My life in food: Martin Morales

Updated on 30 May 2018 | 0 Comments

We spoke to the chef-owner of London’s Ceviche and Andina Peruvian restaurants about pastry-filled childhood memories, his top cooking advice and curing homesickness through food.

Chef and cookbook author Martin Morales moved to the UK from Peru when he was 11. After a career in the music industry, he returned to his love of cooking Peruvian food and opened Ceviche in London’s Soho in 2012. He’s since opened five more restaurants around London. Morales tells us about the diversity of Peruvian dishes, cooking family recipes in the UK and his go-to supper.

Peru holds the Guinness World Record for the greatest number of national dishes

Peruvian food is a whole world of cuisines. We have an indigenous cuisine which dates back thousands of years and the food of migration has since blended with indigenous cuisine – Japanese, Chinese, African, Spanish and Italian. Now, it’s Peruvian because of the unique techniques and ingredients used.

Ribs, ceviche and salad
Courtesy of Andina

Peru has so many microclimates because we have such high mountains, the sea and jungle. All those different microclimates have a wealth of ingredients. Regions have their own dishes relative to the microclimate and to what people need in those areas, whether they're fishermen or farmers.

We have thousands of dishes

By the coast, you have dishes like ceviche made by fishermen, so they could cure fish they’d caught and eat it a couple of days later. In the mountains, where there are exquisite river prawns, you have a dish which is like prawn chowder.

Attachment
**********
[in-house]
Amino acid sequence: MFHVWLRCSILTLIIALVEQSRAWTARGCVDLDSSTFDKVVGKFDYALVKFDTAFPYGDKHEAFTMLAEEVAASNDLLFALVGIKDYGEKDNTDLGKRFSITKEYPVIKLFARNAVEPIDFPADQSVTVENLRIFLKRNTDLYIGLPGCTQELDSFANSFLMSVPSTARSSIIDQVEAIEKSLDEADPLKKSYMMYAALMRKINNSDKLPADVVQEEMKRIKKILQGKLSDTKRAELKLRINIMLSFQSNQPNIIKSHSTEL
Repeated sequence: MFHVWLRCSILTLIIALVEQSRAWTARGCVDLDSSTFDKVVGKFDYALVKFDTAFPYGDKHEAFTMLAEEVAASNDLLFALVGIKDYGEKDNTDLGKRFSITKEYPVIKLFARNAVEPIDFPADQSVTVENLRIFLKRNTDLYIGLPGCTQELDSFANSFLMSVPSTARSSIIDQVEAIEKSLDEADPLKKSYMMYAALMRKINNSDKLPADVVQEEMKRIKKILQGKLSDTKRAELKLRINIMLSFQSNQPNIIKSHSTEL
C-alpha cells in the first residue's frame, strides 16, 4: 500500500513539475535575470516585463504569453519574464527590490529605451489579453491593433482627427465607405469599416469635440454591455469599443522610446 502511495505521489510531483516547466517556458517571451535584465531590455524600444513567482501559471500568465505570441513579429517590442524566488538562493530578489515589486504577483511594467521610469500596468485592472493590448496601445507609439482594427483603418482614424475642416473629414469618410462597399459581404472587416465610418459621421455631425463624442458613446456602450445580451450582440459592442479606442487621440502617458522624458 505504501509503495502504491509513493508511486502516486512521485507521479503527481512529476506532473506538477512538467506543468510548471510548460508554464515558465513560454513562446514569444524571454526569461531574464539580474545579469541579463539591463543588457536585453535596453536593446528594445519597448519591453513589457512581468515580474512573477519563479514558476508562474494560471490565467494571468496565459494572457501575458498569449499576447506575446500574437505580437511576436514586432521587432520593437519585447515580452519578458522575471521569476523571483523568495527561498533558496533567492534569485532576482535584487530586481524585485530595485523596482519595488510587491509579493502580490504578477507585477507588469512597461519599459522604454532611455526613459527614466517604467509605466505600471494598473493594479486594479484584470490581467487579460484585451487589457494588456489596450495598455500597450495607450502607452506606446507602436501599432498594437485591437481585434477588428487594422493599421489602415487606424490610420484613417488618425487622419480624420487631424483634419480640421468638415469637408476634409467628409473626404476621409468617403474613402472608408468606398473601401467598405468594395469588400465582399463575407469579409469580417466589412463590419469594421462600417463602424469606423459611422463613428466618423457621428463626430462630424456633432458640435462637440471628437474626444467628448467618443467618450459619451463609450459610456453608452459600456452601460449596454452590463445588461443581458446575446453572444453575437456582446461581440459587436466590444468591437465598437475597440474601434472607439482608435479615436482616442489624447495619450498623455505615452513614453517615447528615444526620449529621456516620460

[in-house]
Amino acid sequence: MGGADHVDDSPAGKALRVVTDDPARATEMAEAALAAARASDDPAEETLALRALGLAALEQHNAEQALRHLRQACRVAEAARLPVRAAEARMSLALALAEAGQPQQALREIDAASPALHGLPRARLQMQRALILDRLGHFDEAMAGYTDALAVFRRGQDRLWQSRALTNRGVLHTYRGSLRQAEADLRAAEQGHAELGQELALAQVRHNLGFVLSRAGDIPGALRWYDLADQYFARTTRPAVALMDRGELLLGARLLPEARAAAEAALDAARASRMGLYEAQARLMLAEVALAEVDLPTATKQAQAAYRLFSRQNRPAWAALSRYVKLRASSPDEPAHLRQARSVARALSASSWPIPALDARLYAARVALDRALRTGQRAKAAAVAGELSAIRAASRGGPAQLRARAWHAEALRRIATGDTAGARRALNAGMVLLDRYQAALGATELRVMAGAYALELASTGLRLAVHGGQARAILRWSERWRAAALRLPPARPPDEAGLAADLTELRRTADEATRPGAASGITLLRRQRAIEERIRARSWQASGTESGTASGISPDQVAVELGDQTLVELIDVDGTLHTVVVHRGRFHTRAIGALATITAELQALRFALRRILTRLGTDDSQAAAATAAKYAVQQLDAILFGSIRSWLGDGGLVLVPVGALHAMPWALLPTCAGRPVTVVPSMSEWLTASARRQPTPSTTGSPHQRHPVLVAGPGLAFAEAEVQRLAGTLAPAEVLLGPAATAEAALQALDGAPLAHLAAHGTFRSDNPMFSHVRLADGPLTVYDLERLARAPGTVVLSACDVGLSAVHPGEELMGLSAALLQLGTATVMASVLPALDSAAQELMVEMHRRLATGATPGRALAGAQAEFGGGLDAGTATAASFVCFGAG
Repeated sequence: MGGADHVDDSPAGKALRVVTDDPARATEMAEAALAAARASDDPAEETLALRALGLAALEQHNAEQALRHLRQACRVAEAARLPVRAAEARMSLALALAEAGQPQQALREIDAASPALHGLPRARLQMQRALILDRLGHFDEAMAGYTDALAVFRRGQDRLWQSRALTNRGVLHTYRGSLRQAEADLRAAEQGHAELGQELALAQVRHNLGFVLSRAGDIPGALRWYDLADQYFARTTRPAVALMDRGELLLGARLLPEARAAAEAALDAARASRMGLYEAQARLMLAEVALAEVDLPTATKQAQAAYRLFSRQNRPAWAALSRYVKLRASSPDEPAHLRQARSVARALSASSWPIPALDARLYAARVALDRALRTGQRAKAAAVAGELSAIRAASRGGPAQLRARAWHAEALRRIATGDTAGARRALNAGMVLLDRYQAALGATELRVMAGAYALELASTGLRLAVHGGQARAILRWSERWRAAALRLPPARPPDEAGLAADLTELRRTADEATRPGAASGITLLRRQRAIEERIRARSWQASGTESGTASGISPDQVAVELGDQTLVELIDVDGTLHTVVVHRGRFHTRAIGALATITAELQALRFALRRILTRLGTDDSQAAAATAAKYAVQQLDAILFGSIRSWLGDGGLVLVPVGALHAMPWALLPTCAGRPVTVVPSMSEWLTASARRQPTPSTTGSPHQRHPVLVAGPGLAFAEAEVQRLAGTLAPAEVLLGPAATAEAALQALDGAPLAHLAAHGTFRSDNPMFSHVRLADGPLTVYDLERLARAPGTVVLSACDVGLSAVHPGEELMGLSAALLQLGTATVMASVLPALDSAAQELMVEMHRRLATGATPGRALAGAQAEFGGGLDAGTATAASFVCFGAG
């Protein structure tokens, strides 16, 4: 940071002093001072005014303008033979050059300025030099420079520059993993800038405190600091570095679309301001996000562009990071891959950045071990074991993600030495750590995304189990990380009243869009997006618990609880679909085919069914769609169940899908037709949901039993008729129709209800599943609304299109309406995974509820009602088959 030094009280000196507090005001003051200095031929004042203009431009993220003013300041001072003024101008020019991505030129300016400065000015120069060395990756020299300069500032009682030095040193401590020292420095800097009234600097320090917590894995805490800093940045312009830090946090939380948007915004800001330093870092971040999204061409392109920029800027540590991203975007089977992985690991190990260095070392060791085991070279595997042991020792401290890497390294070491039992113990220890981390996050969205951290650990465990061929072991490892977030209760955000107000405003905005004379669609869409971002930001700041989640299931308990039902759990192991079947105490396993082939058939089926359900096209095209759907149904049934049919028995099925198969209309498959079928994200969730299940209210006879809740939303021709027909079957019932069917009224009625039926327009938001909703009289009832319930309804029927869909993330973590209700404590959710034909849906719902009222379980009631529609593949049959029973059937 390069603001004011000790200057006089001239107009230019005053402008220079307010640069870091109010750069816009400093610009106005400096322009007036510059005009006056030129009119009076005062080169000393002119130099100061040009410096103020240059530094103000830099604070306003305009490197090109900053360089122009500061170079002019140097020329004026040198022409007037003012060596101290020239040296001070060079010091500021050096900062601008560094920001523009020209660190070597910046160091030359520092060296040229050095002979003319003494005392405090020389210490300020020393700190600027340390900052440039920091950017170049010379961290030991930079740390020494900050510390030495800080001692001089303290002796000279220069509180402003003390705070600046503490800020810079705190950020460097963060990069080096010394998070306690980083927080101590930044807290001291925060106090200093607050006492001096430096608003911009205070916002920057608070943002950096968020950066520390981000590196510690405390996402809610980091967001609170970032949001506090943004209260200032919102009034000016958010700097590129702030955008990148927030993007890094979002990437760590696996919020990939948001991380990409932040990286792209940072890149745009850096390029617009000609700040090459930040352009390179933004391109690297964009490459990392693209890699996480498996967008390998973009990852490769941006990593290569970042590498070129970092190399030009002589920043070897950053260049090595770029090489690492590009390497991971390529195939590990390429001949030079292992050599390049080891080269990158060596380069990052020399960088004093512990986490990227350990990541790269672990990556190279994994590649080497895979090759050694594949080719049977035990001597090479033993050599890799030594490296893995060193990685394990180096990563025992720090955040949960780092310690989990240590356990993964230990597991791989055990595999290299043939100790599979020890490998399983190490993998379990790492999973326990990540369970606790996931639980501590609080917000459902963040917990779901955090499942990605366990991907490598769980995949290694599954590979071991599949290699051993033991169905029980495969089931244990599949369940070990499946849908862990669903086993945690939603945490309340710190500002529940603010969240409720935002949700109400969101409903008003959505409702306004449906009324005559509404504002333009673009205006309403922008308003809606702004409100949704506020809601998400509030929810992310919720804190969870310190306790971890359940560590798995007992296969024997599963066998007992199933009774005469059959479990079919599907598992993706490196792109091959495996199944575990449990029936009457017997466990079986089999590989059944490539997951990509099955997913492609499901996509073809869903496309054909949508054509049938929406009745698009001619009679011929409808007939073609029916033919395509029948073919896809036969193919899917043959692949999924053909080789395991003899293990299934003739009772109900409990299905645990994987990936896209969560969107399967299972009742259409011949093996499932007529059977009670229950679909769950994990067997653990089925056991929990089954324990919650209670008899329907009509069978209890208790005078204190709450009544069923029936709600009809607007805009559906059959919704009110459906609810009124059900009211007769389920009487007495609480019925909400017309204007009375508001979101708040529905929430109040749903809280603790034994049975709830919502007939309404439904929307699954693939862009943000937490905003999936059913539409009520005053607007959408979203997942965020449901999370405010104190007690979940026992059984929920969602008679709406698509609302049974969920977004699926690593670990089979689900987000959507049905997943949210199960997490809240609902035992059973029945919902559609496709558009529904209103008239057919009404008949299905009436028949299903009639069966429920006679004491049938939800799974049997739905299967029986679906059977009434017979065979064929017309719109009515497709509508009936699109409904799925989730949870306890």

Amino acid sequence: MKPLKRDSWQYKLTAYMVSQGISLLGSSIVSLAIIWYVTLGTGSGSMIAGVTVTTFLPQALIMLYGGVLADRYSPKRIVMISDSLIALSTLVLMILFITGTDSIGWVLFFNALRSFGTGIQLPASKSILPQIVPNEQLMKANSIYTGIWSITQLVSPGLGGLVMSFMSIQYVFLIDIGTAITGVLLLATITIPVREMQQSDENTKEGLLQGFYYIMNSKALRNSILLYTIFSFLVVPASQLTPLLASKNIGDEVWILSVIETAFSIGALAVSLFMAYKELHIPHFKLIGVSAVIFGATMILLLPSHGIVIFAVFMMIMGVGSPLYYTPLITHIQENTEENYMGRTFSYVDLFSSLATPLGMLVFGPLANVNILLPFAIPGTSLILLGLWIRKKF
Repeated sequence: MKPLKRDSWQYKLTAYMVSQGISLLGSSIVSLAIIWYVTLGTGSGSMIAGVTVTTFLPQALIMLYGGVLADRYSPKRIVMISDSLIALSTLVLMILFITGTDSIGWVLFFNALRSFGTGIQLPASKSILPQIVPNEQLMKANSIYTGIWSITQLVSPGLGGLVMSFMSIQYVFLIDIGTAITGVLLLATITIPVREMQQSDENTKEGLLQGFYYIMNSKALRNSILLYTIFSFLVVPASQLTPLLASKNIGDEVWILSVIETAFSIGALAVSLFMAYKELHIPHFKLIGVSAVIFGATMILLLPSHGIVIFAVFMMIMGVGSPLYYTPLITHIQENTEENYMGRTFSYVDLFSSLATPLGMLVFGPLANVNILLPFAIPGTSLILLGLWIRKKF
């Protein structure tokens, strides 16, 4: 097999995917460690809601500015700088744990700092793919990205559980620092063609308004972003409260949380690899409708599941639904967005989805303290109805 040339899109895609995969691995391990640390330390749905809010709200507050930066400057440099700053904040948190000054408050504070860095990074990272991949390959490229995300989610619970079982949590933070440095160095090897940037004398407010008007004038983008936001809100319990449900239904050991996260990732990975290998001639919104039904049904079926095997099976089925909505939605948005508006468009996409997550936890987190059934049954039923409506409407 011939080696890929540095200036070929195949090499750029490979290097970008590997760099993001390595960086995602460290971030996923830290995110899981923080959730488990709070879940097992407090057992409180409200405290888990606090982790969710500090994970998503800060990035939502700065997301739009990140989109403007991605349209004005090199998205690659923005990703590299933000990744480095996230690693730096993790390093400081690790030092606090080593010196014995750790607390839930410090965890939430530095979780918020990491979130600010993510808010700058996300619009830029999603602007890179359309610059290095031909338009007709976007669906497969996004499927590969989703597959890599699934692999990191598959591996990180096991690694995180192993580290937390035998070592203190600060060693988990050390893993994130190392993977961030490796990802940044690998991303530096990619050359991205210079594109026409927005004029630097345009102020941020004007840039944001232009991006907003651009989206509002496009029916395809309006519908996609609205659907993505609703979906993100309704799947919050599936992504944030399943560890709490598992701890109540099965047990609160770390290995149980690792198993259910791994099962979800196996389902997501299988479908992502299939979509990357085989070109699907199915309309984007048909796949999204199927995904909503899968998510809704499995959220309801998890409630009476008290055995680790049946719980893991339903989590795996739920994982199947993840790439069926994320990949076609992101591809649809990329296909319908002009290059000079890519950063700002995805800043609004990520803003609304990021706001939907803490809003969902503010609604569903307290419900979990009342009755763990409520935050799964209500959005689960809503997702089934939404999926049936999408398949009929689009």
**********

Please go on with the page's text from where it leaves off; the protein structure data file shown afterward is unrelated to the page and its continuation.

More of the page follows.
If you go to the central Andes, you have dishes like puca picante which is made with beetroot, potatoes and pork. It’s a dish which represents the history of different battles that took place there. In the Amazon, there’s patarashca: fish and different chillis wrapped in a palm leaf and steamed.

Puca picante
gustavo ramirez/Shutterstock

When I was four years-old, a trip to my grandmother’s in the Andes blew me away

I lived in Lima and had never met my grandmother, who lived in the Andes, before I was four years-old. It takes about ten hours from Lima on the bus to get to a northern city in Peru. Then you catch another bus (really just tin shacks with exposed engines and wooden plank seats) for eight hours on a dirt track along precipice roads.

Before we got to my granny’s village, we stopped at a picantería, a family-run restaurant serving these incredible Andean dishes. The smells, the flavours and the camaraderie of the women in the kitchen was really exciting. It was a beautiful memory that I’ll never forget and has inspired a lot of my work.

Peruvian salads
Courtesy of Andina

There were lots of different soup dishes

In the region, there’s a green soup made from a pak choi-type vegetable called paico. It’s a paico and potato soup, sometimes they put a white, creamy cheese in it. There are some pre-Inca recipes like chochoca which is made from corn and meat stock.